Revamping Marketing Efforts, Merck Eliminates Three Sales Teams

The tide is out for 1,800 Merck sales reps who call on the likes of primary care physicians but they could be among the 960 new members of a chronic care sales team being established to promote the diabetes drug Januvia, the insomnia medicine Belsomra and other products on the rise. 

The layoffs represent “nearly 7% of the drugmaker’s U.S. workforce, in a reorganization the company says will cut costs and shift focus to products with growth potential,” Peter Loftus reports for the Wall Street Journal. The sales teams calling on endocrinologists and drugs used in hospitals will also be axed while the new team will also peddle products for respiratory conditions and women's health and, if they are approved by regulators, two diabetes medicines in its late-stage pipeline: ertufligozin and insulin glargine.



“This is part of ongoing prioritization efforts and the ebb and flow of our business means that at the same time we're eliminating certain U.S. jobs, we're also adding new U.S. jobs in growth areas,” the company said in a statement emailed to media outlets on Friday. “These changes are part of ongoing company-wide efforts to sharpen Merck's focus on innovative R&D that addresses significant unmet medical needs and on our best opportunities for growth, while reducing overall costs.”

All told, the Kenilworth, N.J.-based company has about 69,000 employees worldwide. 

“The action will not have an impact on Merck's campus in West Point, Pa., where the company has more than 9,000 employees — about 3,000 of whom work in research and another 3,000 in manufacturing,” reports John George for the Philadelphia Business Journal.

Merck has faced some challenges lately.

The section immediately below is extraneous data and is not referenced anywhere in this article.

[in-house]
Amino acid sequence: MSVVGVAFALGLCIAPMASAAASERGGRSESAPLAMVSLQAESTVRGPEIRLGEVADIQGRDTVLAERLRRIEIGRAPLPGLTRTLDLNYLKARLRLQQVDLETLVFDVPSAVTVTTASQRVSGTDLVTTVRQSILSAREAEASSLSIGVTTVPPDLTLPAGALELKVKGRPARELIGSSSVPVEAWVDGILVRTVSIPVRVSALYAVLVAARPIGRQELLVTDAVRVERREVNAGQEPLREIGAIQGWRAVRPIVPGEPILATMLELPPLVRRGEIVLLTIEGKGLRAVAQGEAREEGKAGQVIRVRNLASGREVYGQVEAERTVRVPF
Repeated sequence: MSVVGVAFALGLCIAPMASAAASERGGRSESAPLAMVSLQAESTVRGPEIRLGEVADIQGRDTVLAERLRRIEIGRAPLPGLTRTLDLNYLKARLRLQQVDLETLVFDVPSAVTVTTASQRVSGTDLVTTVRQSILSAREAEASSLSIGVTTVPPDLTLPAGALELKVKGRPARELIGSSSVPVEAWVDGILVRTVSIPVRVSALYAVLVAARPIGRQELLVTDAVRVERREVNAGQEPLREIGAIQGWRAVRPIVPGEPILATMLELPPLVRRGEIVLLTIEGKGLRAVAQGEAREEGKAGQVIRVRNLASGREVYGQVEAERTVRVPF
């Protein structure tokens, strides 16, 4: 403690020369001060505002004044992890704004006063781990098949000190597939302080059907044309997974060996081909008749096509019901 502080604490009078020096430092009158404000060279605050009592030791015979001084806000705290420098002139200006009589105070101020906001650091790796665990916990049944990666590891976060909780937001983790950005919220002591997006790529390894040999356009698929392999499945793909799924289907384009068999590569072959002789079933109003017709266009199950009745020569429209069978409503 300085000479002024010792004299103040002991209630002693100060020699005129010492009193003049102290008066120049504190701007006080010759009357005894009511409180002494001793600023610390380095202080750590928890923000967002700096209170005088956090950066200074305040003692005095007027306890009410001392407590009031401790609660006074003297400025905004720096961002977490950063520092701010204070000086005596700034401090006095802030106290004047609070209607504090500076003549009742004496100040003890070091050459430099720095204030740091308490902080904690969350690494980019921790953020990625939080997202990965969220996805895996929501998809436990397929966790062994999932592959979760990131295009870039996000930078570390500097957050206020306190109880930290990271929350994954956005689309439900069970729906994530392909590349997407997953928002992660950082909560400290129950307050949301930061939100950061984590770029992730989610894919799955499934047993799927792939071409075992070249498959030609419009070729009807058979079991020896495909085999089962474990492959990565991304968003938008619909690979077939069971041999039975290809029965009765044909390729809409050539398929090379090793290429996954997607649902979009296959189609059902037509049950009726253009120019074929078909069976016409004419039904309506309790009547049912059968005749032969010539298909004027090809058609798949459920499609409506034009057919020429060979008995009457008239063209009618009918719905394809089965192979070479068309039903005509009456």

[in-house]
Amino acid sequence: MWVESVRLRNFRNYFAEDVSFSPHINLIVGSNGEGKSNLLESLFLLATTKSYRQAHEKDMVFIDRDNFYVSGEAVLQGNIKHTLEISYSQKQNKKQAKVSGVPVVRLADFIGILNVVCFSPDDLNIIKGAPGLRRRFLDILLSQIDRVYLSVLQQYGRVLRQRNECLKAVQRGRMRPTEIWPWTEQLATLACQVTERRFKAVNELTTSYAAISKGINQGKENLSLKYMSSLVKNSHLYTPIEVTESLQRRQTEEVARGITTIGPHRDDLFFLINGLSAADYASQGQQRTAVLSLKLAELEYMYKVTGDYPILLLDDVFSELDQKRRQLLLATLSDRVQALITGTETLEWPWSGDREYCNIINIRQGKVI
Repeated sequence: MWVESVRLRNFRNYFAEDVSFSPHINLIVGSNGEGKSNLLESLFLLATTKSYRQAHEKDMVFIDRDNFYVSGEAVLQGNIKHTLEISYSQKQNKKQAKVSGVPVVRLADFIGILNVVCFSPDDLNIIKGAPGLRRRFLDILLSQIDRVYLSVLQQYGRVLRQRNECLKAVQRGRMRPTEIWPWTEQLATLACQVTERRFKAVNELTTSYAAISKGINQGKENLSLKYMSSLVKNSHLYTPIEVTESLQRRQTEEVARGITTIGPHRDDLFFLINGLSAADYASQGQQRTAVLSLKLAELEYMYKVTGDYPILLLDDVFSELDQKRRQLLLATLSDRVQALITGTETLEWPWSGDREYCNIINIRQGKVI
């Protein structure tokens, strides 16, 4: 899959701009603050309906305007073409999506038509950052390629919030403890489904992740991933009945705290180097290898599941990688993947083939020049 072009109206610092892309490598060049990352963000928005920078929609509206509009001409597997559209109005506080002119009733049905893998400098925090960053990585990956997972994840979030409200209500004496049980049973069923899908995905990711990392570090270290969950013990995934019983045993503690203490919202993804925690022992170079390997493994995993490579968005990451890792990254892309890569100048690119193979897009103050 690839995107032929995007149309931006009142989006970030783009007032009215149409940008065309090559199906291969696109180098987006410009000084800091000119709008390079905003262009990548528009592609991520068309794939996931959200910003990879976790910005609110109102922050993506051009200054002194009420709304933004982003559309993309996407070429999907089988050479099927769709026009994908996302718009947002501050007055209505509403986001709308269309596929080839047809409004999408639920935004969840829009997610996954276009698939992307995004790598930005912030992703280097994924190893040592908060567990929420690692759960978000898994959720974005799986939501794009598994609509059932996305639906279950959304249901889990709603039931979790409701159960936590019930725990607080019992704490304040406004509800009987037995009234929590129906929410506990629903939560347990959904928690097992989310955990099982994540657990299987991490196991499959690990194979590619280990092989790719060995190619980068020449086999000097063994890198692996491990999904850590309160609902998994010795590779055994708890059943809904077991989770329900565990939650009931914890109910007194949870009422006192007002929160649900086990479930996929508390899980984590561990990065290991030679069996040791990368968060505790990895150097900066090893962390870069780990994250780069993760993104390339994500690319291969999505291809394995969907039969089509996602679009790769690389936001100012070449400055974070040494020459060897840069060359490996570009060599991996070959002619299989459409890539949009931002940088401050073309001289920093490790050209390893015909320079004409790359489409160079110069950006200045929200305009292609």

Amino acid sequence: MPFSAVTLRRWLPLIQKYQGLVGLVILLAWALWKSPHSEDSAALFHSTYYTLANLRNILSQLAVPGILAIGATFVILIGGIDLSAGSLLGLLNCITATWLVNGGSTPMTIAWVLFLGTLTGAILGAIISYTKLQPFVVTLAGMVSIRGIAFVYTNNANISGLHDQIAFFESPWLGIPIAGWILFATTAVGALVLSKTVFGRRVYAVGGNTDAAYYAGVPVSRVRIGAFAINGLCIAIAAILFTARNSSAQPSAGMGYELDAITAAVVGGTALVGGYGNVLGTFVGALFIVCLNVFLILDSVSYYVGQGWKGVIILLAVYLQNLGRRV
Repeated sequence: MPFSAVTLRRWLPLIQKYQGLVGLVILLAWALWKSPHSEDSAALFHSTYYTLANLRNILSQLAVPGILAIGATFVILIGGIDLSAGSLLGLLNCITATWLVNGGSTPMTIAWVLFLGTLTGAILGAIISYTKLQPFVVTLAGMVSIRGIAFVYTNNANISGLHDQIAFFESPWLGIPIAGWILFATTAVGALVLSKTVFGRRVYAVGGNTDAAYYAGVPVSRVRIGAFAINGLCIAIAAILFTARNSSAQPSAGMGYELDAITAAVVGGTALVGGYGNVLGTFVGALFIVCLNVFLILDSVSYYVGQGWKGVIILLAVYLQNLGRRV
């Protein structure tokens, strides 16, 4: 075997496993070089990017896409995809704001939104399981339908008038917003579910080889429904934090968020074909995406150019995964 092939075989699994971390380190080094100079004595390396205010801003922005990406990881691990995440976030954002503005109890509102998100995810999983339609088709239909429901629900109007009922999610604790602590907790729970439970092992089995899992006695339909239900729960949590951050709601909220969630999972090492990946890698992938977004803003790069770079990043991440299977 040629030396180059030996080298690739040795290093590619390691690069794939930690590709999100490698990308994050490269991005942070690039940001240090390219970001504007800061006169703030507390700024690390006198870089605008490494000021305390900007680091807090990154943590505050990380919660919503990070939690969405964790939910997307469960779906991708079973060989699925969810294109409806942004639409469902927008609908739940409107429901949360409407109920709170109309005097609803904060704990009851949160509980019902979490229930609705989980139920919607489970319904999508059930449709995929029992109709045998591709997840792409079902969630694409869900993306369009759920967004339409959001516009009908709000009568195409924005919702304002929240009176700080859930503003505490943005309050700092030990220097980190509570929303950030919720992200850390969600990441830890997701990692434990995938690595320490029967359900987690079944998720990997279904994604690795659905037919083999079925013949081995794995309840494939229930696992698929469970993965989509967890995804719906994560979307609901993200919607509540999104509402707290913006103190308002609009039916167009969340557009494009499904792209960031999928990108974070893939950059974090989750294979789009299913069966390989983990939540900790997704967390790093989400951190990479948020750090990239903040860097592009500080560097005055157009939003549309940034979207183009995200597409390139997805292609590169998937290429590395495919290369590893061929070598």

“Earlier this month, Merck said it would not seek regulatory approval for once-promising cholesterol drug anacetrapib after disappointing trial results,” Deena Beasley reports for Reuters. “Last month, the drugmaker discontinued developing an experimental drug combination for chronic hepatitis C, as competition rises and patient population shrinks. The company has previously written off an earlier hepatitis C program.”

But it’s not alone. 

“With the move, Merck joins the ranks of top pharma companies to undergo large-scale layoffs this year such as Eli Lilly, which in September announced 3,500 cuts, and beleaguered Teva, which is in the process of scaling down manufacturing and laying off 7,000 employees,” Eric Sagonowsky points out for Fierce Pharma.

The industry itself is under fire in the wake of a “60 Minutes” and Washington Postinvestigation that aired earlier this month that led to Rep. Tom Marino (R.-Penn.) to withdraw his name from consideration to be the next head of the Drug Enforcement Agency.

Marino was the co-sponsor a bill that, according to the Post story, “effectively stripped the [DEA] of its most potent weapon against large drug companies suspected of spilling prescription narcotics onto the nation’s streets.”

Scott Higham and Lenny Bernstein continue: “A handful of members of Congress, allied with the nation’s major drug distributors, prevailed upon the DEA and the Justice Department to agree to a more industry-friendly law, undermining efforts to stanch the flow of pain pills. … The DEA had opposed the effort for years.”

The fallout from those revelations continue.

“In the 1990s some opioid makers saw gold in them thar hills and started aggressively marketing opioids, such as Purdue Pharma’s Oxycontin, as a general remedy for pain. Endo Pharmaceuticals and Johnson & Johnson joined in to peddle their opioids for wide use,” Jim Jones, a former attorney general of Idaho and former chief justice of the state’s Supreme Court, wrote yesterday for

“Advertisements in reputable medical journals hyped the use of opioid products as safe and effective pain relievers. Pharmaceutical companies reached into continuing education courses for doctors and medical school curricula to promote the widespread use of opioids. Attractive drug representatives assured doctors there was no need to be concerned that patients would become addicted to opioids. Lobbyists were employed to smooth the way for marketing these addictive painkillers without regulatory interference,” Jones continues.

And then the distributors cited in the investigation by the Post and “60 Minutes” got into the act. Jones, a former Republican who claims no party affiliation today, is calling for criminal prosecution of “corporate drug pushers.”

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